SS Edmund Fitzgerald

Rogues

Chapter 2/? - SS Edmund Fitzgerald

[Please note: this is a current and active WIP. Eventual Will/Hannibal.]

Hannibal doesn’t want him to help with lunch, and he would probably feel less shaky sitting down, but he can stir a damn pot. He can stand by the stove and warm his hands and concentrate on little else.

Every time Will blinks, he is looking up at the totem and icy wind off the water slices at the back of his neck. He finches at the feeling of thick blood flecking his face. But Hannibal stations himself next to Will, thin-slicing things and busily chopping, mashing, mixing… juicing. Whatever else. He explains the steps and Will can’t hang on to the timeline or the words. He takes up the wooden spoon and stirs the noodles in their bubbling water. He puts it down and lets the rhythm of Dr. Lecter’s speech wash over him.

The pot is warming and the body near his is warming and the knowledge that he can stand here and make himself at least minimally useful, even when he feels weak and broken, is warming, too.

Hannibal slices a tomato, fresh and glistening, salts it with a dash and hands it to him.

This isn’t Will’s idea of a tasty snack, but Hannibal is saying something about appreciating pure things for what they are. Fruit of the vine. Salt of the earth.

Will changes his focus to the taste, consistency, burst of flavor, texture. He appreciates this, thin skinned, wet, and red, for exactly what it is.

Hannibal smiles at him. He points to the pot.
Will gives it a stir.

Lunch is deceptively simple for how much work Hannibal puts into it. Sauces from scratch, sausage he says he hunted all around town for, far and wide, vegetables lightly cooked so they can be appreciated near enough to their natural state.

Every plate is beautiful. A composed gift for the eye and the palate. Water and then coffee. A quiet meal while Will mourns his missing hours and learns to accept the control he has just decided to hand to Hannibal.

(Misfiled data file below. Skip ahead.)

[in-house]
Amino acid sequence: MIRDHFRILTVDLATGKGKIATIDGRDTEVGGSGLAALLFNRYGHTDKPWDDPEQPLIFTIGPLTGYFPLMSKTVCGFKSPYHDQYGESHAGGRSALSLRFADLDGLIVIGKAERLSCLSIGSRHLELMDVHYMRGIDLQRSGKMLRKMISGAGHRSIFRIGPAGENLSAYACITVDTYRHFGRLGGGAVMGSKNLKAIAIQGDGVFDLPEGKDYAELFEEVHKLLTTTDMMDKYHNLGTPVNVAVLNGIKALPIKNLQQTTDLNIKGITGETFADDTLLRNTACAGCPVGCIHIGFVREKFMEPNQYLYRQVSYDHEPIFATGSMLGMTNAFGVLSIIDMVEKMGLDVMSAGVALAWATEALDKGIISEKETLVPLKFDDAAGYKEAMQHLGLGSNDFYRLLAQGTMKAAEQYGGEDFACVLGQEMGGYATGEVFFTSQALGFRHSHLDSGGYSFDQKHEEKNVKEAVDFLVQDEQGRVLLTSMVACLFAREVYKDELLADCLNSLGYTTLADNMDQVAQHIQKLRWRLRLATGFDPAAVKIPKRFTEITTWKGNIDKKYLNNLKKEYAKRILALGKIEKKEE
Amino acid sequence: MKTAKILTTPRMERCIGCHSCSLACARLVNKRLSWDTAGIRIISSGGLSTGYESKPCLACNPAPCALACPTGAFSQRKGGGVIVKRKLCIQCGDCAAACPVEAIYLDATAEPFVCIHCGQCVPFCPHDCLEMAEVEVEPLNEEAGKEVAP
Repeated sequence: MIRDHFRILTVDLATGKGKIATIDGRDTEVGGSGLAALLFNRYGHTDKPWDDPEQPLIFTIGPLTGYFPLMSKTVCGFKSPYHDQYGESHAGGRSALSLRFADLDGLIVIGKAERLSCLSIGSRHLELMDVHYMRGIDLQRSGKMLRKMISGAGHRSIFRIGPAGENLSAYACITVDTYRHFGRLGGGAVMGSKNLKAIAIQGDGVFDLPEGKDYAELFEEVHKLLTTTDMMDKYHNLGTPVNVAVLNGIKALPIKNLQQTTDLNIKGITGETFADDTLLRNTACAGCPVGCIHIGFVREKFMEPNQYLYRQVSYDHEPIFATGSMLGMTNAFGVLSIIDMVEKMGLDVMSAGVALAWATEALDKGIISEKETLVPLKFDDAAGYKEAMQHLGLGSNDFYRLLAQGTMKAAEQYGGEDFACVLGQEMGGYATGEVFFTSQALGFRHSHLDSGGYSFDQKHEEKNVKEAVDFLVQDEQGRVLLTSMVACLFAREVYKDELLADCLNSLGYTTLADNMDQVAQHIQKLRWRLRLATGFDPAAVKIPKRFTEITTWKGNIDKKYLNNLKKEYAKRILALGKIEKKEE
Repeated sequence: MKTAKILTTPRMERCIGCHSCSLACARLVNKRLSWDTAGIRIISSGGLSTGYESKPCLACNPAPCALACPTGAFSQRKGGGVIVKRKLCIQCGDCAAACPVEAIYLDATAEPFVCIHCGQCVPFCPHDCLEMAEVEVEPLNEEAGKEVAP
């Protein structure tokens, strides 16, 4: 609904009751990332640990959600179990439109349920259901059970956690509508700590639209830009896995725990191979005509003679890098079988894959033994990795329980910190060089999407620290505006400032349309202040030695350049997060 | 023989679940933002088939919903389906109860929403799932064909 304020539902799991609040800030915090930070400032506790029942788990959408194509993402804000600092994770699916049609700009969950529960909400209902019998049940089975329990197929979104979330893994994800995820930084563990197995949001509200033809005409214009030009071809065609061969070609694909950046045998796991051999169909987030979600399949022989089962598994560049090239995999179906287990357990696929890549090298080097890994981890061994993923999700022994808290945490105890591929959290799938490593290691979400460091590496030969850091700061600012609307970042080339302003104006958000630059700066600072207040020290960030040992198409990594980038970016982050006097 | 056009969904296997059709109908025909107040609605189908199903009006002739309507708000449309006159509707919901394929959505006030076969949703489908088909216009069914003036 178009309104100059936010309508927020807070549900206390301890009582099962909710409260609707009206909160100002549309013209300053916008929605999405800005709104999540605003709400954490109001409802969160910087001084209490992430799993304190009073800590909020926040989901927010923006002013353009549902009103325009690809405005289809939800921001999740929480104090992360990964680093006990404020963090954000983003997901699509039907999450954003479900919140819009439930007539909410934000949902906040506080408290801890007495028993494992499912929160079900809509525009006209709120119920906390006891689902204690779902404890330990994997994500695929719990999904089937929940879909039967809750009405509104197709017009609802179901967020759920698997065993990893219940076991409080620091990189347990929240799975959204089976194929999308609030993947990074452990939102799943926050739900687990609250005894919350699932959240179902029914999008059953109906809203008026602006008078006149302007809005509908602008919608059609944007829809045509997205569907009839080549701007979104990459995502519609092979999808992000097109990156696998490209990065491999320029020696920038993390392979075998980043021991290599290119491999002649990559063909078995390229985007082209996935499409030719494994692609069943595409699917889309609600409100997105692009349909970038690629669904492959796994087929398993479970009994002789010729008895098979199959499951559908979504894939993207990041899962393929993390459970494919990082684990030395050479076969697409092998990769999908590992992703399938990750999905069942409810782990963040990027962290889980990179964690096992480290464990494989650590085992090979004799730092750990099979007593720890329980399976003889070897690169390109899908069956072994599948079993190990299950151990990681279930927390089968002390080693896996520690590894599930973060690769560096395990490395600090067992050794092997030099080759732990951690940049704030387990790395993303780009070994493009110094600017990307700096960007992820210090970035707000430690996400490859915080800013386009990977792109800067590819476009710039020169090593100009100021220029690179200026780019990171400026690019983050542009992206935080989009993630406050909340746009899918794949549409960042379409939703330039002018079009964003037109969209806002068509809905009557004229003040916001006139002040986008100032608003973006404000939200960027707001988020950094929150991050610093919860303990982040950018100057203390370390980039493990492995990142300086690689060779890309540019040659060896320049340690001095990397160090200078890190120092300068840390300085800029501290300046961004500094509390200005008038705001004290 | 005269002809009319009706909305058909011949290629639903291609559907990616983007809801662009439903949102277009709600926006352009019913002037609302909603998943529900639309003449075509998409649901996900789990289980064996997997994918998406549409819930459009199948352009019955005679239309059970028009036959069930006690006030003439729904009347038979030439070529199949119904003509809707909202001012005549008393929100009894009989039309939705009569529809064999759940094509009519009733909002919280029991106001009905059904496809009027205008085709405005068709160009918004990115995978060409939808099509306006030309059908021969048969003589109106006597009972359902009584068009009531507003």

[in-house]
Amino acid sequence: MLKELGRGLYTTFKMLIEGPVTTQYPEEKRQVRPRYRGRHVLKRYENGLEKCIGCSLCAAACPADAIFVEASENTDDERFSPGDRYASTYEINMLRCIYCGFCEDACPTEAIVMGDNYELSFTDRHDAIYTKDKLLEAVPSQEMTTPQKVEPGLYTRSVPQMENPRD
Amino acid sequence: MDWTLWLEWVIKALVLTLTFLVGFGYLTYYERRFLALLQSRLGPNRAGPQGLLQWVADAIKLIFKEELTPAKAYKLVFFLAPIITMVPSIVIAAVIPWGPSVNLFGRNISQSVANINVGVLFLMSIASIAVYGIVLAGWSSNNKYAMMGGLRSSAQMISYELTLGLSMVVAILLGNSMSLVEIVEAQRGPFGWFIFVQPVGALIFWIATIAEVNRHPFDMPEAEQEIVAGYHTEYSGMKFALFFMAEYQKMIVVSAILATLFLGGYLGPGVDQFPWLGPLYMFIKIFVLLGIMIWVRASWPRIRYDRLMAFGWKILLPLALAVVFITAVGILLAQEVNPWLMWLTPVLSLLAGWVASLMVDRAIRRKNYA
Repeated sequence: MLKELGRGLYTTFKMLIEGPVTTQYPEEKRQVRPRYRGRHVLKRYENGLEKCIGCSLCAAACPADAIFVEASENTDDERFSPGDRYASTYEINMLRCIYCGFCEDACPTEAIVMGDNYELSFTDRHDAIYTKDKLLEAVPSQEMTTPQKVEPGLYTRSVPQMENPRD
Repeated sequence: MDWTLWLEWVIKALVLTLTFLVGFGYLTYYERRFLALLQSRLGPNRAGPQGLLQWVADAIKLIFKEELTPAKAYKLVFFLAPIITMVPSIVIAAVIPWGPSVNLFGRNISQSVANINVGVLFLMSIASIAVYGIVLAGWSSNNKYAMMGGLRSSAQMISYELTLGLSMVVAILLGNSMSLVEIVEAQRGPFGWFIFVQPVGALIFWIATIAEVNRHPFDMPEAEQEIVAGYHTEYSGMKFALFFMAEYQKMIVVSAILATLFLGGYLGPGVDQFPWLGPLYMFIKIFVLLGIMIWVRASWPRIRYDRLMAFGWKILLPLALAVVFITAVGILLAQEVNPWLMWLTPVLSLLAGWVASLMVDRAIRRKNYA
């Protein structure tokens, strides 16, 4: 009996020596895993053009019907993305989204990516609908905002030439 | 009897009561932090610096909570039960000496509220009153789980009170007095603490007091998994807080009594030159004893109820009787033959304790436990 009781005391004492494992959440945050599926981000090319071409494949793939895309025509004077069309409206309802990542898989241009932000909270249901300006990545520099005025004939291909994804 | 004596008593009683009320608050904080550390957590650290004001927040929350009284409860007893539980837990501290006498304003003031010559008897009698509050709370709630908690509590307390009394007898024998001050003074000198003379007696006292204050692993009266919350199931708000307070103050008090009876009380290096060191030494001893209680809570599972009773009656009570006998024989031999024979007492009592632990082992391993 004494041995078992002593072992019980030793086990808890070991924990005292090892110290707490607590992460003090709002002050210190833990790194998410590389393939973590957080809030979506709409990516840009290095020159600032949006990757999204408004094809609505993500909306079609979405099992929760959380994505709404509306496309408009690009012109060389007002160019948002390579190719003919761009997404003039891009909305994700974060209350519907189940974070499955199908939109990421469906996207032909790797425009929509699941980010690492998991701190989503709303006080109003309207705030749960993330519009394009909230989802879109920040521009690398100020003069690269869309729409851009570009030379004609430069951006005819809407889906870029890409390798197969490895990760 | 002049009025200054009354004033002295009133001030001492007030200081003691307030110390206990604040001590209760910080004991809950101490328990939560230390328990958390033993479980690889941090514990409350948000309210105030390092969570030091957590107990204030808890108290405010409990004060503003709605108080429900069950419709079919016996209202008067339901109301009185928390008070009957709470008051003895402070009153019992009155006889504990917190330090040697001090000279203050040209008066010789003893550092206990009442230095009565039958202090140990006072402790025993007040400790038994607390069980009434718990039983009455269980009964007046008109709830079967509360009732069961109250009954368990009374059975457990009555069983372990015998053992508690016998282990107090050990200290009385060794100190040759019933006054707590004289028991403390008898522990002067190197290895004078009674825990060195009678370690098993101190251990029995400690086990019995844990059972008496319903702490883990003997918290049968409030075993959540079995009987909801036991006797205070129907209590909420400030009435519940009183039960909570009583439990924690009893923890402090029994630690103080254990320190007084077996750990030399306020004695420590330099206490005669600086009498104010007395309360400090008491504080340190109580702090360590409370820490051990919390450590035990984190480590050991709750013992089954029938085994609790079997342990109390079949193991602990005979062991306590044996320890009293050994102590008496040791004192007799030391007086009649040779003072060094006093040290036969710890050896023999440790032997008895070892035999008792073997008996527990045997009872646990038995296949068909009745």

It’s hard to accept a vulnerability as it sits, naked and exposed between them like this.

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November 10, 1975:  The 729-foot-long freighter SS Edmund Fitzgerald sinks during a storm on Lake Superior, killing all 29 crew on board.  Launched on June 7, 1958, she was the largest ship on the Great Lakes, and remains the largest to have sunk there.

Gordon Lightfoot made it the subject of his 1976 hit song “The Wreck of the Edmund Fitzgerald” after reading an article, “The Cruelest Month”, in the November 24, 1975, issue of Newsweek. The sinking led to changes in Great Lakes shipping regulations and practices that included mandatory survival suits, depth finders, positioning systems, increased freeboard, and more frequent inspection of vessels. (wikipedia)

https://en.wikipedia.org/wiki/SS_Edmund_Fitzgerald

Photo: Edmund Fitzgerald, 1971 (Wikimedia Commons)

youtube

On 10 Nov. 1975, the largest ship on the Great Lakes, the SS Edmund Fitzgerald sank.

The ship left Superior, WI on the afternoon of 9 November and was heading toward a steel mill near Detroit, MI, when it was caught in a severe storm the next day, with near-hurricane force winds and waves of 35 feet.

Shortly after 7 pm, the ship sank about 17 miles from the entrance to Whitefish Bay (near Sault Ste. Marie, MI). No distress signals were sent, and all 29 crew members were lost.

Gordon Lightfoot read about the disaster in the 24 Nov. 1975 issue of Newsweek magazine and was inspired to write a song based on the events. “The Wreck of the Edmund Fitzgerald” was released a year later on 20 Nov. 1976.

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We are almost upon the dreadful day that marks the wreck of the SS Edmund Fitzgerald, and the unfortunate loss of its 29 crew members. Christened and launched in June of 1958, her maiden voyage was on September 24th of the same year. Also known as The Mighty Fitz and the Pride of the American Flag, she served for 17 years. With a length of 729 feet and a beam (width) of 75 feet, she is the largest ship to sink in the Great Lakes. Her registry number was US 277437, and she was tragically taken out of service on November 10th, 1975.

I cannot imagine what it must have been like to be on board that ship on that fateful day.